Here are some interesting new releases available now on cable and digital VOD.


Video on Demand


"Just Mercy": Jamie Foxx was nominated for outstanding performance by a male actor in a supporting role at the Screen Actors Guild Awards for his powerful performance as Walter McMillian, a death row inmate in Alabama. Michael B. Jordan ("Fruitvale Station") plays Bryan Stevenson, a young Harvard Law graduate who moves to the state and teams up with Eva Ansley (Brie Larson) to start the Equal Justice Initiative, a nonprofit group in Montgomery, Alabama. Their organization fights to help poor people who could not otherwise pay to be represented in court. Destin Daniel Cretton ("Short Term 12") directs this thought-provoking adaptation of Stevenson's own book of the same name, which follows the difficult legal journey to prove his client was wrongly accused. In support of the recent Blackout Tuesday, Warner Bros. has made this film available as a free rental from all major VOD platforms (and, in many cases, it can also be purchased for as low as $3.99). The studio released a statement saying it hopes the film will help educate viewers about "the systemic racism that plagues our society." (Cable and digital VOD, 4K Ultra HD available)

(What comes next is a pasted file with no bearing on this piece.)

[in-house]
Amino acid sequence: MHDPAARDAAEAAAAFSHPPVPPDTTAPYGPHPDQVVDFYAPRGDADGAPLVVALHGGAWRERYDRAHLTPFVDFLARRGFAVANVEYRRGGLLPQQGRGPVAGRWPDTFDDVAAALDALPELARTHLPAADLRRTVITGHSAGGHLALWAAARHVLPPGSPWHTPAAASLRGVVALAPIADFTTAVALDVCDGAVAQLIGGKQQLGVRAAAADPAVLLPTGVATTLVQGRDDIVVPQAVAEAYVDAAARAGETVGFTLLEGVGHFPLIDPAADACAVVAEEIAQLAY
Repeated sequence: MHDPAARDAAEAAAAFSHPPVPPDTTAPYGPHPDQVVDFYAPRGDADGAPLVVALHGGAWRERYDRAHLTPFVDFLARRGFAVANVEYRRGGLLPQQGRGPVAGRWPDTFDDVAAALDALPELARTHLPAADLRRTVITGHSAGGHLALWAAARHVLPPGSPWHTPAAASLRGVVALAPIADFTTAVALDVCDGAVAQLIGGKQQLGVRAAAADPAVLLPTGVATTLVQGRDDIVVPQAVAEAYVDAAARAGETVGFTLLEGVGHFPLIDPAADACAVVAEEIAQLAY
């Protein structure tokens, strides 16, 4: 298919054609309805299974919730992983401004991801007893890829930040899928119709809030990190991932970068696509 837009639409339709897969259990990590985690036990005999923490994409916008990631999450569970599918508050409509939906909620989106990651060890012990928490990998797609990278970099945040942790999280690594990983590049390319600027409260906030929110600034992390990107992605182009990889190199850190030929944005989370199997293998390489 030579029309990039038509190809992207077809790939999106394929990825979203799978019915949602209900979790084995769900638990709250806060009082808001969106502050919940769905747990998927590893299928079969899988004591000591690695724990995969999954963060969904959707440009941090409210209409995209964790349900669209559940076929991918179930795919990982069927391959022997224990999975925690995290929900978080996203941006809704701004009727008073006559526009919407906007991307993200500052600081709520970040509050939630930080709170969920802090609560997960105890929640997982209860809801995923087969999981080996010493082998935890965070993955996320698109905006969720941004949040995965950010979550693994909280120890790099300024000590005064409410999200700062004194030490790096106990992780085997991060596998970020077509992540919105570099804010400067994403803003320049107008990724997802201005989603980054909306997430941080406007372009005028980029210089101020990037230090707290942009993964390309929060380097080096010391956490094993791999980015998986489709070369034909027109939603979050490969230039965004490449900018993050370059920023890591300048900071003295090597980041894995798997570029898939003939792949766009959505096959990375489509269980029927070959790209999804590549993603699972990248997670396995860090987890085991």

"You Don't Nomi": After the global success of their erotic thriller "Basic Instinct," director Paul Verhoeven and screenwriter Joe Eszterhas decided they would continue to push boundaries in Hollywood by making a lavishly sexy NC-17 movie set in Las Vegas. By the time that "Showgirls" hit theaters in the fall of 1995, controversy far outweighed ticket sales, and the movie was perceived as a bomb. In this highly entertaining documentary, Jeffrey McHale proves the old adage that "one man's trash is another man's treasure" as he sits down with defenders and detractors to examine the film, its impact, and the aftermath. We're served copious amounts of archival production footage and interviews from the original release that could push this into "special features from a DVD“ territory in lesser hands. He also features two of the best-known cultural voices on the movie, Adam Nayman (author of the book "It Doesn't Suck") and David Schmader, whose "Greatest Movie Ever Made" commentary track was featured by MGM on a 2004 home video release. Perhaps not surprisingly, none of the actors or creative team sit down for new interviews (it is unfortunate that star Elizabeth Berkley is not a part of this), but we do get a look at the critical lens the movie was seen through upon release and the revisionary critiques that have followed. McHale also smartly dissects recurring themes and imagery from Verhoeven's earlier work to deliver an in-depth analysis of this iconic cult classic. (Cable and digital VOD)